Angus and Ellie

You wouldn’t necessarily expect a lot of laughter in a dialysis unit. But where my husband goes for his treatments (a small, four-chair room in the hospital), staff and patients alike become close, with a fair amount of shared banter between them – and Angus and Ellie were a real comedy team, there. They weren’t hired in for entertainment; Ellie was a patient, and Angus is a volunteer driver who regularly brought her to dialysis.

Fair warning: Ellie will not make it to the end of this article. But I want you to know her, even though she is gone.

When Sem first started dialysis here Up North he was on the same “shift” as Ellie, though she came in more often, attending every weekday for two hours rather than the standard thrice-weekly four-hour sessions. Ellie’s dialysis chair was in the corner of the room facing the door where she could watch all that was going on – and comment on it in her inimitable way. In her 50s, she was small in stature and large in personality and while she often had her eyes closed, she missed nothing.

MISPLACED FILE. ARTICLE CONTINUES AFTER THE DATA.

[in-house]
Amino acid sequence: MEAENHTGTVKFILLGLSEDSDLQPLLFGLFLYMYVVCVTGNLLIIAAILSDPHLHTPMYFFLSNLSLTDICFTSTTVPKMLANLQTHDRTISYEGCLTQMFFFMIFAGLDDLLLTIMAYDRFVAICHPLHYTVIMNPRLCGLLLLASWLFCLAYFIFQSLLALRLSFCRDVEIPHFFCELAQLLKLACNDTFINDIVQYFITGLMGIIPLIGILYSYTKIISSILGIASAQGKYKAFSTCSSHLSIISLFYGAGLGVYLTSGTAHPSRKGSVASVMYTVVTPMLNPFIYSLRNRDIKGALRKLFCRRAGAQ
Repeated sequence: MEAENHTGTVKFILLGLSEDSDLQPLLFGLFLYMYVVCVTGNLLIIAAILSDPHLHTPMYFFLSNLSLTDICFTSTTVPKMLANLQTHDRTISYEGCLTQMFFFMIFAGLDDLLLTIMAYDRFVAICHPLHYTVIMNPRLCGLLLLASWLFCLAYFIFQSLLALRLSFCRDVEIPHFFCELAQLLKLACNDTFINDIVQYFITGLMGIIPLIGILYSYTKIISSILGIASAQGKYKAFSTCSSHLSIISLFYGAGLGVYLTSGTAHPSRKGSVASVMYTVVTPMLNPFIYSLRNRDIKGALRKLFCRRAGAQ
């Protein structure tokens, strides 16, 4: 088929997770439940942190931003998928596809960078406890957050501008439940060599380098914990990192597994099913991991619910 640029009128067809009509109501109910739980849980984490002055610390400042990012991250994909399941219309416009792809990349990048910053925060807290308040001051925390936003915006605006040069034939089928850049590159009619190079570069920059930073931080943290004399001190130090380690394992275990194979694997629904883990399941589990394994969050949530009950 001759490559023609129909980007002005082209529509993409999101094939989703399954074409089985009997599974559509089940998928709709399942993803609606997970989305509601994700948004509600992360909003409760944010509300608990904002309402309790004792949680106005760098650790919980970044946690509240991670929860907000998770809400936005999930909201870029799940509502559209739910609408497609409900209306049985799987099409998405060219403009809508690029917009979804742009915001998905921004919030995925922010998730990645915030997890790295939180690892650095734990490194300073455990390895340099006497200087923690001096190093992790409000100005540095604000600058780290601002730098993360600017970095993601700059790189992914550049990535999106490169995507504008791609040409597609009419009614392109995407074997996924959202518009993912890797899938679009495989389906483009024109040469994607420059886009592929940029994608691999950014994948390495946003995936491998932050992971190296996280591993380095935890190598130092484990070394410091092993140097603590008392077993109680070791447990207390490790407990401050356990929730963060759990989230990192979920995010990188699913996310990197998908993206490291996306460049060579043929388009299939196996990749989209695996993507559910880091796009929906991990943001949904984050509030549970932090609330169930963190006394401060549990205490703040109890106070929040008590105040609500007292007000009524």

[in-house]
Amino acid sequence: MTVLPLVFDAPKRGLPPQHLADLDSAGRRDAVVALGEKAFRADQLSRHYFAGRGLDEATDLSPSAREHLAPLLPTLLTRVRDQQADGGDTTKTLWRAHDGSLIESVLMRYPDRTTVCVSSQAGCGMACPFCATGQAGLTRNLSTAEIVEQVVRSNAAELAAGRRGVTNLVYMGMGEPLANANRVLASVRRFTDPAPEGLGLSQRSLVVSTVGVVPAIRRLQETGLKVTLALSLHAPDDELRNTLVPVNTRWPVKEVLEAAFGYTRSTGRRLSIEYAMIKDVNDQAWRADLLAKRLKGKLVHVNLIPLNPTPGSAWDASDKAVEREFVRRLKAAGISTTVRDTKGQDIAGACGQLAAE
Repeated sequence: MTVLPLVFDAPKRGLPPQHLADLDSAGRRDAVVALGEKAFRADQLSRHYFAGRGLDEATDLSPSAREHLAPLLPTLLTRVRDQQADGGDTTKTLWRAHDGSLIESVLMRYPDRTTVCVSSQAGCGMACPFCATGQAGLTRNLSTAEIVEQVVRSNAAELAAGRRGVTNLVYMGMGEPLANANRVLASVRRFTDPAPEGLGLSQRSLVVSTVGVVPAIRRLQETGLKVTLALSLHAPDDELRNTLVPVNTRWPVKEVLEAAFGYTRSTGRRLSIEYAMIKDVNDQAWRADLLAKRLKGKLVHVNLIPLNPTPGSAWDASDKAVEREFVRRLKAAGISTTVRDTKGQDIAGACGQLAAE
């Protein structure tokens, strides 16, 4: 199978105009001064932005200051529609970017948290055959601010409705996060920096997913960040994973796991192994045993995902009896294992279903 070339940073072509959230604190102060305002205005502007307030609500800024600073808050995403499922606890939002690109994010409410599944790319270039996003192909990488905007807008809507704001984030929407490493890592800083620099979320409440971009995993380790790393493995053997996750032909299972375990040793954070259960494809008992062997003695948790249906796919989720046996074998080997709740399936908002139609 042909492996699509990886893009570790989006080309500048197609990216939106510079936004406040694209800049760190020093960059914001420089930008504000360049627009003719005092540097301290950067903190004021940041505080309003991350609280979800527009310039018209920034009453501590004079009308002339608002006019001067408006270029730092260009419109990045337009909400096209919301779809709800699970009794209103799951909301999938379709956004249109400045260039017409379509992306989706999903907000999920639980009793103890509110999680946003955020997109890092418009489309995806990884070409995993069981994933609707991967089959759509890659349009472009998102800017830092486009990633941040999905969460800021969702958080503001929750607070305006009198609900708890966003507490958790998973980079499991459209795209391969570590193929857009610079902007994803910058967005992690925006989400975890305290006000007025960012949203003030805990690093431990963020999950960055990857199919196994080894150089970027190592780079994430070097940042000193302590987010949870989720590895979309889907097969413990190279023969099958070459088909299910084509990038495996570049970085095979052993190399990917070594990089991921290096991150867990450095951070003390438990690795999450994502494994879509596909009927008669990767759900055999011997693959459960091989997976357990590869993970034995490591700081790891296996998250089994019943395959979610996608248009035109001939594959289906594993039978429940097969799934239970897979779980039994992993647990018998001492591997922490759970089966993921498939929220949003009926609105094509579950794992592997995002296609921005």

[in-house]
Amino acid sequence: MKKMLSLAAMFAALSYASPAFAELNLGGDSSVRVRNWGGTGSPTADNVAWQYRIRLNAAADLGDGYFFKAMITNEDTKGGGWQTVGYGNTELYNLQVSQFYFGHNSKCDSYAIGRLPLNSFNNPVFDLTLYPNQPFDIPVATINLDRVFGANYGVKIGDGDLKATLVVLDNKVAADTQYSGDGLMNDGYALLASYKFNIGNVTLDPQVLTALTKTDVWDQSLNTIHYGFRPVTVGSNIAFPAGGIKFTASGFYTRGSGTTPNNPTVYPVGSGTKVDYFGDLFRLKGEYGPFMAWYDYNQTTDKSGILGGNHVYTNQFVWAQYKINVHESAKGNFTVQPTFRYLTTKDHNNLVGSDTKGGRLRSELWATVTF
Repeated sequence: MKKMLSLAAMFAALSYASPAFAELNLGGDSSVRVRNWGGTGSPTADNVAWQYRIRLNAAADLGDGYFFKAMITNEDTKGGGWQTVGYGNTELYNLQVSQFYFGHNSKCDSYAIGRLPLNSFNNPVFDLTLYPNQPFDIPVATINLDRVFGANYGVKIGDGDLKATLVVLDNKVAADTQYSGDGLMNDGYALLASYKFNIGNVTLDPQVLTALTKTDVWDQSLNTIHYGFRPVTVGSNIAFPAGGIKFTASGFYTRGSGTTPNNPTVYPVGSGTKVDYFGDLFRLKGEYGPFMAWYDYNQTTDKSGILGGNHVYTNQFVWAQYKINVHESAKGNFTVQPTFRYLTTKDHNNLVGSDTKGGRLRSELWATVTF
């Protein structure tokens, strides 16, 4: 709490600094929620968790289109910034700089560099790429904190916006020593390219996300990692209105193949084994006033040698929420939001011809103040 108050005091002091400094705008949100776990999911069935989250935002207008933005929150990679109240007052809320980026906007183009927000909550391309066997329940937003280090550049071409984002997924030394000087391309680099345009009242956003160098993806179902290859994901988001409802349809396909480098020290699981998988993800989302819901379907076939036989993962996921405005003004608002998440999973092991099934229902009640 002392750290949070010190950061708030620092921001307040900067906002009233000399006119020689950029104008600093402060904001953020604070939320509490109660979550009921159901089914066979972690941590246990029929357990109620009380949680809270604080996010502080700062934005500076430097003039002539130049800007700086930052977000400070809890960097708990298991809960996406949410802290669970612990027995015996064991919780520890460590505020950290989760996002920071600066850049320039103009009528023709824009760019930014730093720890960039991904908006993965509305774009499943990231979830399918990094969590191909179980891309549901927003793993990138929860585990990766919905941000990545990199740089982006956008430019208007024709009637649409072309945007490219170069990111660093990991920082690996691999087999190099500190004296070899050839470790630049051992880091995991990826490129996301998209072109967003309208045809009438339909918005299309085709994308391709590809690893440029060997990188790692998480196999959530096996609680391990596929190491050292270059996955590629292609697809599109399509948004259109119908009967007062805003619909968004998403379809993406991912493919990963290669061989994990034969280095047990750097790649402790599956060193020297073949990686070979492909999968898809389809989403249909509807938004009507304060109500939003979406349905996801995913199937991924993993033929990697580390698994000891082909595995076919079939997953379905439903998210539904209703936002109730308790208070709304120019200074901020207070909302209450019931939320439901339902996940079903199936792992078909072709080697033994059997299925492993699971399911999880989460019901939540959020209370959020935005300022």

In those early days when we still lived too far from the hospital for me to go home during Sem’s dialysis, I would stay to see him settled in before heading to the hospital cafeteria to wait out the hours. I’d nod and smile at the other patients when I came in to the room, but didn’t want to intrude. After a few weeks, though, Ellie would have none of that. “Come here and say hello,” she’d demand, so I would obediently go over for a wee chat. When her session was over the nurse would pull the curtain around, and a few minutes later Ellie would emerge, limping slightly on her way to the outer room where Angus waited for her. What I didn’t notice at first was that she had prosthetic legs. In my defense, she was always under a blanket during dialysis, and any time I saw her walking or in a wheelchair it looked like she had legs, so… Oh, hush. I’ll never make it as a detective, okay? Anyway one day, after she’d gotten to know us a bit, she gestured to her prosthetics leaning against the wall (yeah, I hadn’t noticed them either!) and said, “You don’t mind, do you?” We said of course not and from then on the nurse just handed her the prosthetics without the curtain-pulling, first. Blanket off, legs on, and out she went. Angus would be waiting nearby with a wheelchair (the walk to Angus was short; the distance to the van, rather longer), usually barking, “Come on, woman, I haven’t got all day!” while Ellie said goodbye to the patients, nurses, and me, ignoring Angus completely. She’d make him wait for her while she had a sneaky cigarette once she got outside, looking equal parts naughty and gleefully rebellious. “Can’t be much worse than I already am,” she once said with a laugh, waving her cigarette defiantly.